10 AN INTRODUCTION TO ENGLISH MORPHOLOGY Consider these two sentences from the point of view of a learner ofEnglish who is familiar with the usual meanings of the words expenditure,note and tab:(6) I keep notes on all my expenditure.(7) I keep tabs on all my expenditure.Will this learner be able to interpret both these sentences accurately?The answer, surely, is no. Sentence (6) presents no problem; the learnershould be able to interpret it correctly as meaning ‘I write down a recordof everything I spend’. But faced with sentence (7), on the basis of theusual meaning of tab, the learner is likely to be puzzled. Does it meansomething like ‘I attach small ﬂaps to all the notes and coins that I spend’?Or perhaps ‘I tear off small pieces from the paper money that I spend,and keep them’? Neither interpretation makes much sense! Nativespeakers of English, however, will have no difﬁculty with (7). They willinstinctively interpret keep tabs on as a single unit, meaning ‘pay closeattention to’ or ‘monitor carefully’. Thus, keep tabs on, although it consistsof three words, functions as a single unit semantically, its meaning notbeing predictable from that of these three words individually. In tech-nical terms, keep tabs on is an idiom. Even though it is not a word, it willappear in any dictionary that takes seriously the task of listing semanticidiosyncrasies, probably under the headword tab. Idioms are enormously various in length, structure and function. Keeptabs on behaves rather like a verb, as do take a shine to ‘become attractedto’, raise Cain ‘create a disturbance’, have a chip on one’s shoulder ‘be resent-ful’, and kick the bucket ‘die’. Many idioms behave more like nouns, as thefollowing pair of sentences illustrates:(8) The interrogation took a long time because the suspect kept intro- ducing irrelevant arguments.(9) The interrogation took a long time because the suspect kept intro- ducing red herrings.Again, a learner of English might be puzzled by (9): did the suspect keeppulling ﬁsh from his pocket? A native speaker, however, will know thatred herring is an idiom meaning ‘irrelevant argument’, so that (8) and(9) mean the same thing. Other noun-like idioms are white elephant‘unwanted object’, dark horse ‘competitor whose strength is unknown’,Aunt Sally ‘target of mockery’. In most of the idioms that we have looked at so far, all the individualwords (tabs, shine, bucket, elephant etc.) have a literal or non-idiomaticmeaning in other contexts. Even in raise Cain, the fact that Cain is spelledwith a capital letter hints at a reference to the elder son of Adam,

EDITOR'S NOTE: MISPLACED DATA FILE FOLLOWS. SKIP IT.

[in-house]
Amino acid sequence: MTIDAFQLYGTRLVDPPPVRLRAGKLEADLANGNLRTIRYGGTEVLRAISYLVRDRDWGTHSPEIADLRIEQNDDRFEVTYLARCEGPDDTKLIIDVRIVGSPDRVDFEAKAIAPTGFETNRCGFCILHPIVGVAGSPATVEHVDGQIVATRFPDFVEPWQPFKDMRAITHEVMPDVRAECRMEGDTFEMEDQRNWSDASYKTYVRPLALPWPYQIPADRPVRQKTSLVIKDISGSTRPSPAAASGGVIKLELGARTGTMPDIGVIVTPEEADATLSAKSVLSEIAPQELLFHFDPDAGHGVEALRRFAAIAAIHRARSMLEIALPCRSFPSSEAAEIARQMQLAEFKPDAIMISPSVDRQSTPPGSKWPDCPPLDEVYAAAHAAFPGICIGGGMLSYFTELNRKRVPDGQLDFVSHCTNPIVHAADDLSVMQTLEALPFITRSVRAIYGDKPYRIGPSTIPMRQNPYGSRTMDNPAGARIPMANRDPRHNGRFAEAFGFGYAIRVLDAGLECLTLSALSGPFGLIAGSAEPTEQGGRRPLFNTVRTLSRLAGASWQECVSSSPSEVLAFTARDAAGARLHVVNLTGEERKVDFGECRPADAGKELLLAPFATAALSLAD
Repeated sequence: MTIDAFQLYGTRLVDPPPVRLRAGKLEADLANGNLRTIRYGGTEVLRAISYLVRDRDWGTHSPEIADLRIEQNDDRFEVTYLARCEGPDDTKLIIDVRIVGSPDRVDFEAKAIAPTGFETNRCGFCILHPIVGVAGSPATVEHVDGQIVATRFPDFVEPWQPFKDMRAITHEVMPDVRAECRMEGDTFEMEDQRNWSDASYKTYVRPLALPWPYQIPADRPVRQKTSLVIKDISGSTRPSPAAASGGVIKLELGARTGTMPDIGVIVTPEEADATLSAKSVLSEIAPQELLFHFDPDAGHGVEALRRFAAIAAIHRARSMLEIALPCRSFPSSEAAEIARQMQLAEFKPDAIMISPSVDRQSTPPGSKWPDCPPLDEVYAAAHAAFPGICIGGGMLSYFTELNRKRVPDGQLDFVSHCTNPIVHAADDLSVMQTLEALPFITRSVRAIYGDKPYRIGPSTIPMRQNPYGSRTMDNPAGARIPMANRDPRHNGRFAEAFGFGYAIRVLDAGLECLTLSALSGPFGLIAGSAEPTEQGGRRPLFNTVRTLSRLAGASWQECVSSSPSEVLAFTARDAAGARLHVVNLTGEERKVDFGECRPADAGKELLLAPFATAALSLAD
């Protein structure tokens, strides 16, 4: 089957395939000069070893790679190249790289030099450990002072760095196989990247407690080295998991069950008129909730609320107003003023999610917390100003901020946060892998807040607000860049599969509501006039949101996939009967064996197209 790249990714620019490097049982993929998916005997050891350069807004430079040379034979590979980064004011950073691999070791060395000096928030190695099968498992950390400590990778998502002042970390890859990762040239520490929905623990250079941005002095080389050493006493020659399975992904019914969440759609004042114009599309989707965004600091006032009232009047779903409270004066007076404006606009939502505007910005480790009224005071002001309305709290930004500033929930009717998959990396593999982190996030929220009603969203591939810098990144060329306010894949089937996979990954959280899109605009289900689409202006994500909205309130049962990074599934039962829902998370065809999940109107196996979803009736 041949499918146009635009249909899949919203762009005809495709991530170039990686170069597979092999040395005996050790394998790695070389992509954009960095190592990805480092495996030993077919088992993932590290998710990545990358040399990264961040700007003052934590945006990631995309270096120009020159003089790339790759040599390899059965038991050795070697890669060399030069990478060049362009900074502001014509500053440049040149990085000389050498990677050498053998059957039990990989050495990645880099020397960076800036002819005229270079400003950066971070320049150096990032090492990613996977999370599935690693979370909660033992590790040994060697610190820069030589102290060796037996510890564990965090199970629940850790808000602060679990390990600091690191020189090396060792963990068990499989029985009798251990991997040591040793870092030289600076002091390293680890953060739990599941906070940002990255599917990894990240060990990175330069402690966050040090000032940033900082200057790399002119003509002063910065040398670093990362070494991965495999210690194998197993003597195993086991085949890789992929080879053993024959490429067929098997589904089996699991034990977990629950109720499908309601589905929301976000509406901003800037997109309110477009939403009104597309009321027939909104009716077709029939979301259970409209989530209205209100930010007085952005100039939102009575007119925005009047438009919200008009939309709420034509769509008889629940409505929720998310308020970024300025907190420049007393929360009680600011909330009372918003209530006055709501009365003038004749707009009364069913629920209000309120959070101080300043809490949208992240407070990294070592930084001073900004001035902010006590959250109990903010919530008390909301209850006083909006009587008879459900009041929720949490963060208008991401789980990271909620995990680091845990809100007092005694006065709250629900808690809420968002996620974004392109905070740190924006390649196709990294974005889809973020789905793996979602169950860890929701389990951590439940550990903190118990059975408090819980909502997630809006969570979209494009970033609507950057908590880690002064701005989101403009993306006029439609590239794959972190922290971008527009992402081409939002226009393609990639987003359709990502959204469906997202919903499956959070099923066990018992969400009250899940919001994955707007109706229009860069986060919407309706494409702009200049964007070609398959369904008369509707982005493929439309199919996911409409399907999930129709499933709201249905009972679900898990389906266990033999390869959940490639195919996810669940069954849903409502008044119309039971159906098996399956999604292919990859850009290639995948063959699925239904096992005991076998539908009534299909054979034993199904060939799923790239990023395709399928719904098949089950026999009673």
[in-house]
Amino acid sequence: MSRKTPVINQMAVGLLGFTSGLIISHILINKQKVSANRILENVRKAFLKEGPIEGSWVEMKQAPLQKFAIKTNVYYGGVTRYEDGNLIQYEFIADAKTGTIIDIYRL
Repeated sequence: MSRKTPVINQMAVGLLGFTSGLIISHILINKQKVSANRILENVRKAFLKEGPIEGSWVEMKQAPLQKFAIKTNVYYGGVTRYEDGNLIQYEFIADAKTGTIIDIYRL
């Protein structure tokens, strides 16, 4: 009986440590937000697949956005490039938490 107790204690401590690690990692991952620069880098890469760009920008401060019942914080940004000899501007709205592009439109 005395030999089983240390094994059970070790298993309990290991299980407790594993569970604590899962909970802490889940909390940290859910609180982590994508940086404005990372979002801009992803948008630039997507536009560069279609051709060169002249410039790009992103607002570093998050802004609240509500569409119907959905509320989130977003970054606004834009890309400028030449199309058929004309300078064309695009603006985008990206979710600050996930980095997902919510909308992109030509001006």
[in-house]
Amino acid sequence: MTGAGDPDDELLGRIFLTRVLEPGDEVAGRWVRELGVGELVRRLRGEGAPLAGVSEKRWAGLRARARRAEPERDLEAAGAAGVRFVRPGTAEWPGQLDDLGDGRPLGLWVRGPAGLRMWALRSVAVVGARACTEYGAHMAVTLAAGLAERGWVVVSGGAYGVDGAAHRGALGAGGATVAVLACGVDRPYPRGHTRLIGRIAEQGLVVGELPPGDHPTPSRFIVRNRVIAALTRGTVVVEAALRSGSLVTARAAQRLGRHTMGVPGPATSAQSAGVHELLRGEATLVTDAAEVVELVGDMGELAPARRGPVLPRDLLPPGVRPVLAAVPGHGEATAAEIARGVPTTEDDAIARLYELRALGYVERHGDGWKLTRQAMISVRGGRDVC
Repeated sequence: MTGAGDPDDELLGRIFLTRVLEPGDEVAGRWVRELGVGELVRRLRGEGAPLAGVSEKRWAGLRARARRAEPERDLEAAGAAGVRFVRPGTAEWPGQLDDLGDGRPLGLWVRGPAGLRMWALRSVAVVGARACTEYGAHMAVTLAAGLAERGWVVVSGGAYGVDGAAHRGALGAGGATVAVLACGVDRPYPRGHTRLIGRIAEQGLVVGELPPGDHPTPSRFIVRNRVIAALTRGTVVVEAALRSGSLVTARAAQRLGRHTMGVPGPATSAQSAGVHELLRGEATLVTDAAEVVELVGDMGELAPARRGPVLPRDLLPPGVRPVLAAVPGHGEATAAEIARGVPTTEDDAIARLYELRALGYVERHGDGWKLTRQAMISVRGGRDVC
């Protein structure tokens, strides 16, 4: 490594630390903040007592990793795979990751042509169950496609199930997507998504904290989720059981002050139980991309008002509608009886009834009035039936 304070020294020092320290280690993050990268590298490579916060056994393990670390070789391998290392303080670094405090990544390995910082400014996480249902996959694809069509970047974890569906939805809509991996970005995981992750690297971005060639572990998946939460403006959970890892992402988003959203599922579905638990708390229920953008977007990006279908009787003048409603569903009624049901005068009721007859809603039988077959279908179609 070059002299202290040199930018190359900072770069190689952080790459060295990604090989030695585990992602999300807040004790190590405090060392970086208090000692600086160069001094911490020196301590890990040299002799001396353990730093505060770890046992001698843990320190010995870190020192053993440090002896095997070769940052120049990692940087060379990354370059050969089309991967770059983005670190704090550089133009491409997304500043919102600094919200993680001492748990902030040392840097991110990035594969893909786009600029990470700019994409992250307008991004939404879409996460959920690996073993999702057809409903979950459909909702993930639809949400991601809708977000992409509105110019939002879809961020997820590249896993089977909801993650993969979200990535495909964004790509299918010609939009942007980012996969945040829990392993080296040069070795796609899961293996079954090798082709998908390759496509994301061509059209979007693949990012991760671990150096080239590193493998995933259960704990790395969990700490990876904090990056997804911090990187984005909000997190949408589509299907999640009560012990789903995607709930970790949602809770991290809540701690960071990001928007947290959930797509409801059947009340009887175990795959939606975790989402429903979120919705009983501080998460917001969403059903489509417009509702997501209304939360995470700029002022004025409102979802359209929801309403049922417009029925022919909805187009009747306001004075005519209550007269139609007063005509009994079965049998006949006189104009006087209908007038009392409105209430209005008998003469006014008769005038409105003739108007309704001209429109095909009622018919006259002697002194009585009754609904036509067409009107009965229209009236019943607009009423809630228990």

WORDS , SENTENCES AND DICTIONARIES 11who, according to biblical legend, murdered his younger brother Abel.However, there are also words that never occur except in an idiomaticcontext. Consider these examples:(10) My aunt took pains to get the answer right.(11) My aunt took part in the conversation.(12) My aunt took offence at the suggestion.(13) My aunt took umbrage at the suggestion.(10), (11) and (12), take pains, take part and take offence all deserve to becalled idioms, because they are multi-word items whose meaning is notfully predictable from their component words. (To a learner of English,(11) might seem to imply that my aunt was present during only part ofthe conversation, and (12) might suggest that she committed an offence.)If so, then presumably we should say the same of (13), containing thephrase take umbrage at. The difference between (13) and the others, how-ever, is that umbrage does not appear anywhere except in this phrase (inmy usage, at least). This restriction means that it would not really besufﬁcient for a dictionary to list umbrage as a noun meaning somethinglike ‘annoyance’; rather, what needs to be listed is the whole phrase.Similarly, the word cahoots exists only in the phrase in cahoots with ‘incollusion with’, and it is the whole phrase which deserves to be lexicallylisted, as an idiom. Akin to idioms, but distinguishable from them, are phrases in whichindividual words have collocationally restricted meanings. Considerthe following phrases:(14) white wine(15) white coffee(16) white noise(17) white manSemantically, these phrases are by no means totally idiosyncratic: theydenote a kind of wine, coffee, noise and man, respectively. Nevertheless,in a broad sense they may count as idiomatic, because the meaning thatwhite has in them is not its usual meaning; rather, when collocated withwine, coffee, noise and man respectively, it has the meanings ‘yellow’,‘brown (with milk)’ (at least in British usage), ‘containing many fre-quencies with about equal amplitude’, and ‘belonging to an ethnic groupwhose members’ skin colour is typically pinkish or pale brown’. If a typical idiom is a phrase, then a word with a collocationallyrestricted meaning is smaller than a typical idiom. That provokes thequestion whether there are linguistic items with unpredictable mean-ings that are larger than phrases – speciﬁcally, that constitute whole